Mother: Student dragging happened
The mother of the special needs child involved in an alleged dragging incident at Brookhaven Elementary School last year says the incident happened, and she wants teachers to undergo more training on how to deal with autistic children.
Bailey Miller said confusion on whether to board a school bus or wait in the parent pick-up line during a bad-weather day on Jan. 6, 2017, led to her son, 11-year-old Dorian Aldridge, suffering an autistic meltdown, and that former BES Principal Shelley Riley dragged him toward the buses when he refused to go on his own. Miller disputes Riley’s testimony in a public contract hearing last week that she did not drag Aldridge, claiming the former principal told her afterward she had to drag the student to prevent him from running out of the school’s front door toward traffic.
“I understand that, but you don’t drag someone’s child down a hallway,” Miller said. “She said she couldn’t pick him up, so she drug him. I said, ‘Why couldn’t you get down on his level?’ I told them numerous times — made it known to the vice principal and teachers — any time he has a meltdown, call me. I have my cell phone on me at all times just for this kind of thing.”
The alleged dragging incident is the top reason Brookhaven School District Superintendent Ray Carlock gave for not renewing Riley’s contract for the 2018-19 school year, a termination she has fought in public contract hearings that have been ongoing since May 1 this year.
Miller said she found out about the alleged dragging incident the following Monday, Jan. 9, 2017, when superintendent Ray Carlock asked her to come to his office and discuss the incident with Riley. Miller said Riley told her at that meeting she never touched Aldridge directly, but instead led him by his backpack loop.
Carlock testified last week Riley admitted to the dragging in a meeting with Miller and deputy superintendent Rod Henderson, but Riley later testified no dragging ever occurred, and she denied having admitted the incident to Miller and apologizing. Riley also criticized Carlock for basing his report on the incident on statements gathered by Henderson instead of personally interviewing BES teachers, whose testimonies in the hearings have not been consistent.
PE teacher Ernie Triplett testified he witnessed Riley drag Aldridge approximately 20 yards, but fourth-grade teacher Marlene Martin testified she saw Riley trying to pick the child up under his arms and saw no dragging.
Miller said she told Carlock she believes the district’s teachers need more training for dealing with students with autism.
“I said, ‘Y’all need to teach your teachers and faculty how to deal with these situations,’” she said. “You have to deal with this in certain ways. I have coach (Jerrold) Willis’ cell phone number, the special needs teacher’s number, I have their personal numbers all in my phone. I told them anytime Dorian has a meltdown, give me a call, I can talk him out of a meltdown.”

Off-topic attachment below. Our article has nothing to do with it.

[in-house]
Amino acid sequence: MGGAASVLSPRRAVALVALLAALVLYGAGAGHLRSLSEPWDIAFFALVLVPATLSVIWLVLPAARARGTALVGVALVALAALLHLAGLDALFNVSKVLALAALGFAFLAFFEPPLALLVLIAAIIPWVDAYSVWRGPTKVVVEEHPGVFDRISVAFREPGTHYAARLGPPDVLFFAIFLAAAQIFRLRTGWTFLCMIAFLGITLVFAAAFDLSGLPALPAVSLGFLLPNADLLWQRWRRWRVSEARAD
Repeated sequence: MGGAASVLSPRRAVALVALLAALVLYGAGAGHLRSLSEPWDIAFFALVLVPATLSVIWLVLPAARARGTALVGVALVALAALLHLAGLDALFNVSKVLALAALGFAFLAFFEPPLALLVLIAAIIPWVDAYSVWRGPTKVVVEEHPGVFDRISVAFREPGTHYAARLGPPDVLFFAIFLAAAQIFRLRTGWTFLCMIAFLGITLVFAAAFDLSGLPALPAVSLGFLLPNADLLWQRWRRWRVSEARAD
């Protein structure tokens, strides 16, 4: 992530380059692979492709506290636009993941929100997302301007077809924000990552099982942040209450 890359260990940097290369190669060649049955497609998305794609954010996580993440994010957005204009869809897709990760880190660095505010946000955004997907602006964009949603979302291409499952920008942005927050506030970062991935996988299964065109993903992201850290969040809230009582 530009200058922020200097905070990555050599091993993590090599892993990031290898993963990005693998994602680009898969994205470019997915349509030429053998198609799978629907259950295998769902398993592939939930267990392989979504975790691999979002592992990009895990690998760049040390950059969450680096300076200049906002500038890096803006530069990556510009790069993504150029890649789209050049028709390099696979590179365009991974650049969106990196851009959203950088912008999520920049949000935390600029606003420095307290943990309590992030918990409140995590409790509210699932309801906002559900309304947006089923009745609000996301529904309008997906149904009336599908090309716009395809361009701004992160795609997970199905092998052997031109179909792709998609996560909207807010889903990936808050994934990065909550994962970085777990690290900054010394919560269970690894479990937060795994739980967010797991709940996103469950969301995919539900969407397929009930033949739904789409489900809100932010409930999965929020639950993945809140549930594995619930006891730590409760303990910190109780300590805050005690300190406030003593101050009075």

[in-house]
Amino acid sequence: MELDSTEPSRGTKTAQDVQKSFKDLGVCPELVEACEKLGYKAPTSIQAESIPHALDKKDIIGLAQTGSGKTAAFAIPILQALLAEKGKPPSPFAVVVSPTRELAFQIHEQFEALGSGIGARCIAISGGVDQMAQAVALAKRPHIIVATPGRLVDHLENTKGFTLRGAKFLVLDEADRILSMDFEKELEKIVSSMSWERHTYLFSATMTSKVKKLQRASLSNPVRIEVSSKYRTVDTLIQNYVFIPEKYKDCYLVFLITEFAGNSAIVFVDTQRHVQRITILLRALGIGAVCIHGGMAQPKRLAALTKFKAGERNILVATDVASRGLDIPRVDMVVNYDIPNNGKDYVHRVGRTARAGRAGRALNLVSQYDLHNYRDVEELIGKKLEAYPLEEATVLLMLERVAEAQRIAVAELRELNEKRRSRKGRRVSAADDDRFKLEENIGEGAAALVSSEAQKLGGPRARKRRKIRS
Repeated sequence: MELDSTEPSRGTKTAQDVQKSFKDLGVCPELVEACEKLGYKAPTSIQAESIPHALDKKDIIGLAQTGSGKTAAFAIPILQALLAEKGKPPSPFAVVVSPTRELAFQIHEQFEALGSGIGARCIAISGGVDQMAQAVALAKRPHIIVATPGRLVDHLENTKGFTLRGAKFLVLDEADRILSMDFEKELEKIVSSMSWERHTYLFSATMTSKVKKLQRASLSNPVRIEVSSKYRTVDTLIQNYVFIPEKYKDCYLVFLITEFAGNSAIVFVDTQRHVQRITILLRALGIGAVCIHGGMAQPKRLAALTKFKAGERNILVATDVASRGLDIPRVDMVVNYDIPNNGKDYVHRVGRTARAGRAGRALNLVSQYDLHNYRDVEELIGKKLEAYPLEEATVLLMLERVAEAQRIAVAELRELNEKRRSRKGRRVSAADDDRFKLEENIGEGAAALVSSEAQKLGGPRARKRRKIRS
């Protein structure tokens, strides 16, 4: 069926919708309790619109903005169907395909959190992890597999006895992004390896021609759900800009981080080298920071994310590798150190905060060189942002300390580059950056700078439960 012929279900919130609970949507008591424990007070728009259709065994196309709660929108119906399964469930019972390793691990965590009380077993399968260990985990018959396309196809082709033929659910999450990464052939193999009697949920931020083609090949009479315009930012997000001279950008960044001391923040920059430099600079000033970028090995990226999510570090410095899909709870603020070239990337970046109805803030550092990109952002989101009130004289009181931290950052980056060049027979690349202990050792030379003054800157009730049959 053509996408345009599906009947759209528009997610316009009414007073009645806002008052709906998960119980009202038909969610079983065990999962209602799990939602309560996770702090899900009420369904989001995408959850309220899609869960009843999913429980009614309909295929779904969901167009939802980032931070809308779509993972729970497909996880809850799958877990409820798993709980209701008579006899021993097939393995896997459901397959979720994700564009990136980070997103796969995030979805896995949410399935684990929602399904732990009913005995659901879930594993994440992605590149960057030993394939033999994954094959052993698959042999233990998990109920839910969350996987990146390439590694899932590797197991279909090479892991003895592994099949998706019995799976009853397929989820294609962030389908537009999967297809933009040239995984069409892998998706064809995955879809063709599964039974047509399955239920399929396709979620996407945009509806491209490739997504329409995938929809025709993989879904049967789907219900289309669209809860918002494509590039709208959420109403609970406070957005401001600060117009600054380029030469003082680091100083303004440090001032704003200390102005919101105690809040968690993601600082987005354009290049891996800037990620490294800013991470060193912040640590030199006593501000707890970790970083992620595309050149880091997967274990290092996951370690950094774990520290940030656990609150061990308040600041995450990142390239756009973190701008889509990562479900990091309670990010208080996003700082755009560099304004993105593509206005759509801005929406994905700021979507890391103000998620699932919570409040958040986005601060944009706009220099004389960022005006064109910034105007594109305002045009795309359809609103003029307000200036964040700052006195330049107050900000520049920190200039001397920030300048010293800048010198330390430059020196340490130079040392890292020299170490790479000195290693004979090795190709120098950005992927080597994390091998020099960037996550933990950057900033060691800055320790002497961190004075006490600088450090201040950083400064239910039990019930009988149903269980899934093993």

Training has also been a topic of much discussion in the ongoing contract hearings.
Carlock has testified Riley failed to properly use her restraint and seclusion training when dealing with special needs students, with Riley countering she felt unable to follow proper procedures because the training is inadequate.
District behavioral specialist Anabel Spencer testified she taught restraint and seclusion techniques to other teachers in the district under a “train the trainers” program after being certified by the Crisis Prevention Institute, but said her approximately 30-minute training sessions were not long enough to properly teach the material, which CPI teaches over the course of three days. Spencer also said she had never seen the district’s restraint and seclusion policy when handed a copy during her testimony.
Carlock has since testified the district’s restraint training is now an hours-long process, but said the sessions are longer only because the district’s new training vendor teaches that way. He has defended last year’s 30-minute sessions as adequate and said Spencer was confused during her testimony.
Miller also said Aldridge has been bullied because of his diagnosis, but school officials are dismissive when she complains.
“Instead of punishing those children, they make excuses — ‘This is just how boys are going to act,’” she said. “I love Brookhaven schools. I moved back home so my children can go to Brookhaven schools. Having a special needs child has opened my eyes up to a lot of things.”
Miller also said Riley passed Aldridge on to fourth grade with a good cause exemption, despite him earning failing marks in third grade. She said she was uncertain her son was ready for the promotion and that he began to struggle immediately in the higher grade.
The Literacy-Based Promotion Act requires good cause exemptions be awarded in writing by superintendents upon a principal’s recommendation, and that meetings with the principal, teacher and parent of the student being considered must take place beforehand.
But Miller said she attended no good cause exemption meetings (she attends three meetings per year for Aldridge’s individualized education program). Her son has since required one-on-one tutoring to keep pace.
“Now, we’re going to have to repeat fourth grade again,” she said. “If he went on to fifth grade, he’d struggle even more. I think something needs to be done, especially when it comes to special needs children. They struggle enough as it is, and they don’t need to have to deal with it any more at school.”